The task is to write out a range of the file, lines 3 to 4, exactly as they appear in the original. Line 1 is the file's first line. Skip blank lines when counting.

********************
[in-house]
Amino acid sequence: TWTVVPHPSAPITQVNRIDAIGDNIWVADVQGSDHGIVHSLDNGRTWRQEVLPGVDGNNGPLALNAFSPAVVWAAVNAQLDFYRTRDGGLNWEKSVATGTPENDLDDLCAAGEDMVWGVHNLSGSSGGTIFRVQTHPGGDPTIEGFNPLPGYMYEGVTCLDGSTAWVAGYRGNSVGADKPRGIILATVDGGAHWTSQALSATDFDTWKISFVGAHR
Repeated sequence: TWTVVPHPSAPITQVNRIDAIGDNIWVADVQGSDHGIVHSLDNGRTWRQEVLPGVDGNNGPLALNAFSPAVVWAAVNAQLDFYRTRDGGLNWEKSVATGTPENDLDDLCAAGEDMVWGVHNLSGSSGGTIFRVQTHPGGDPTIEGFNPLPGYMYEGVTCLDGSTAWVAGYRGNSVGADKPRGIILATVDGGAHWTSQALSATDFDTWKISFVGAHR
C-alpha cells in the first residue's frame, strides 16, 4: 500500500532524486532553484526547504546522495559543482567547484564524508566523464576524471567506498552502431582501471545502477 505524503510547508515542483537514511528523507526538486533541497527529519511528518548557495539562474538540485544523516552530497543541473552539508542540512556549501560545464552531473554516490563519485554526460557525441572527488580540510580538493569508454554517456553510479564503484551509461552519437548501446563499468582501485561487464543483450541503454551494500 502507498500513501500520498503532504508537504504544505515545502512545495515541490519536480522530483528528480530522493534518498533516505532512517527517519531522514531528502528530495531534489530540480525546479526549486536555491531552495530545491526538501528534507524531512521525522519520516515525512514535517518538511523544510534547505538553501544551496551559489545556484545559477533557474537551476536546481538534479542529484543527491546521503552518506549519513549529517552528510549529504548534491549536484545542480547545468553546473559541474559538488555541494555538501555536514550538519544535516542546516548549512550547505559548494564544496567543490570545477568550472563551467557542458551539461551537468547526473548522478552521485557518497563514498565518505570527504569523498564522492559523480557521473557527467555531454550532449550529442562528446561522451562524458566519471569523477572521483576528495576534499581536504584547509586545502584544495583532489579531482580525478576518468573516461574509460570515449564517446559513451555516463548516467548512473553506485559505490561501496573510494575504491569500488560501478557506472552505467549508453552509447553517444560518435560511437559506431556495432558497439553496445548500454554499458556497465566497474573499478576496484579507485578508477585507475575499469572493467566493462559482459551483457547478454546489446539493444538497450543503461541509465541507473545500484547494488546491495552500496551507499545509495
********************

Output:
Repeated sequence: TWTVVPHPSAPITQVNRIDAIGDNIWVADVQGSDHGIVHSLDNGRTWRQEVLPGVDGNNGPLALNAFSPAVVWAAVNAQLDFYRTRDGGLNWEKSVATGTPENDLDDLCAAGEDMVWGVHNLSGSSGGTIFRVQTHPGGDPTIEGFNPLPGYMYEGVTCLDGSTAWVAGYRGNSVGADKPRGIILATVDGGAHWTSQALSATDFDTWKISFVGAHR
C-alpha cells in the first residue's frame, strides 16, 4: 500500500532524486532553484526547504546522495559543482567547484564524508566523464576524471567506498552502431582501471545502477 505524503510547508515542483537514511528523507526538486533541497527529519511528518548557495539562474538540485544523516552530497543541473552539508542540512556549501560545464552531473554516490563519485554526460557525441572527488580540510580538493569508454554517456553510479564503484551509461552519437548501446563499468582501485561487464543483450541503454551494500 502507498500513501500520498503532504508537504504544505515545502512545495515541490519536480522530483528528480530522493534518498533516505532512517527517519531522514531528502528530495531534489530540480525546479526549486536555491531552495530545491526538501528534507524531512521525522519520516515525512514535517518538511523544510534547505538553501544551496551559489545556484545559477533557474537551476536546481538534479542529484543527491546521503552518506549519513549529517552528510549529504548534491549536484545542480547545468553546473559541474559538488555541494555538501555536514550538519544535516542546516548549512550547505559548494564544496567543490570545477568550472563551467557542458551539461551537468547526473548522478552521485557518497563514498565518505570527504569523498564522492559523480557521473557527467555531454550532449550529442562528446561522451562524458566519471569523477572521483576528495576534499581536504584547509586545502584544495583532489579531482580525478576518468573516461574509460570515449564517446559513451555516463548516467548512473553506485559505490561501496573510494575504491569500488560501478557506472552505467549508453552509447553517444560518435560511437559506431556495432558497439553496445548500454554499458556497465566497474573499478576496484579507485578508477585507475575499469572493467566493462559482459551483457547478454546489446539493444538497450543503461541509465541507473545500484547494488546491495552500496551507499545509495